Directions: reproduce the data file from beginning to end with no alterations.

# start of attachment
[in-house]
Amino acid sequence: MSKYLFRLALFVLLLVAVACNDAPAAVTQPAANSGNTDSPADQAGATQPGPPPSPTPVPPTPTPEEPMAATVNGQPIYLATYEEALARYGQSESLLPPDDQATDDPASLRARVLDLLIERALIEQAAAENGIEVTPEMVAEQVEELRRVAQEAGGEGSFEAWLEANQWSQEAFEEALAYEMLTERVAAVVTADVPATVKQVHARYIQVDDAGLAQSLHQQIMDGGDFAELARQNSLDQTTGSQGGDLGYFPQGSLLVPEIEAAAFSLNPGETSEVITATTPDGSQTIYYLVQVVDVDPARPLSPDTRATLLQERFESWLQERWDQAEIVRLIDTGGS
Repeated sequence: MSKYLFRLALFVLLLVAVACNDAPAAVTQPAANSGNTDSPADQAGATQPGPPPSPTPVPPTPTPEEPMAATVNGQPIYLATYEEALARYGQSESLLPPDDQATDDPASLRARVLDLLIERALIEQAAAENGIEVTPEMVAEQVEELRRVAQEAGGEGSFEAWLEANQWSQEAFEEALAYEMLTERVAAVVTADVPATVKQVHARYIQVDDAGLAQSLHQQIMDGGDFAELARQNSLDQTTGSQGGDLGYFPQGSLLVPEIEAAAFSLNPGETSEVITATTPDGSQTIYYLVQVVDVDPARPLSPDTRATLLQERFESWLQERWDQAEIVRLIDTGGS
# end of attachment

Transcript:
[in-house]
Amino acid sequence: MSKYLFRLALFVLLLVAVACNDAPAAVTQPAANSGNTDSPADQAGATQPGPPPSPTPVPPTPTPEEPMAATVNGQPIYLATYEEALARYGQSESLLPPDDQATDDPASLRARVLDLLIERALIEQAAAENGIEVTPEMVAEQVEELRRVAQEAGGEGSFEAWLEANQWSQEAFEEALAYEMLTERVAAVVTADVPATVKQVHARYIQVDDAGLAQSLHQQIMDGGDFAELARQNSLDQTTGSQGGDLGYFPQGSLLVPEIEAAAFSLNPGETSEVITATTPDGSQTIYYLVQVVDVDPARPLSPDTRATLLQERFESWLQERWDQAEIVRLIDTGGS
Repeated sequence: MSKYLFRLALFVLLLVAVACNDAPAAVTQPAANSGNTDSPADQAGATQPGPPPSPTPVPPTPTPEEPMAATVNGQPIYLATYEEALARYGQSESLLPPDDQATDDPASLRARVLDLLIERALIEQAAAENGIEVTPEMVAEQVEELRRVAQEAGGEGSFEAWLEANQWSQEAFEEALAYEMLTERVAAVVTADVPATVKQVHARYIQVDDAGLAQSLHQQIMDGGDFAELARQNSLDQTTGSQGGDLGYFPQGSLLVPEIEAAAFSLNPGETSEVITATTPDGSQTIYYLVQVVDVDPARPLSPDTRATLLQERFESWLQERWDQAEIVRLIDTGGS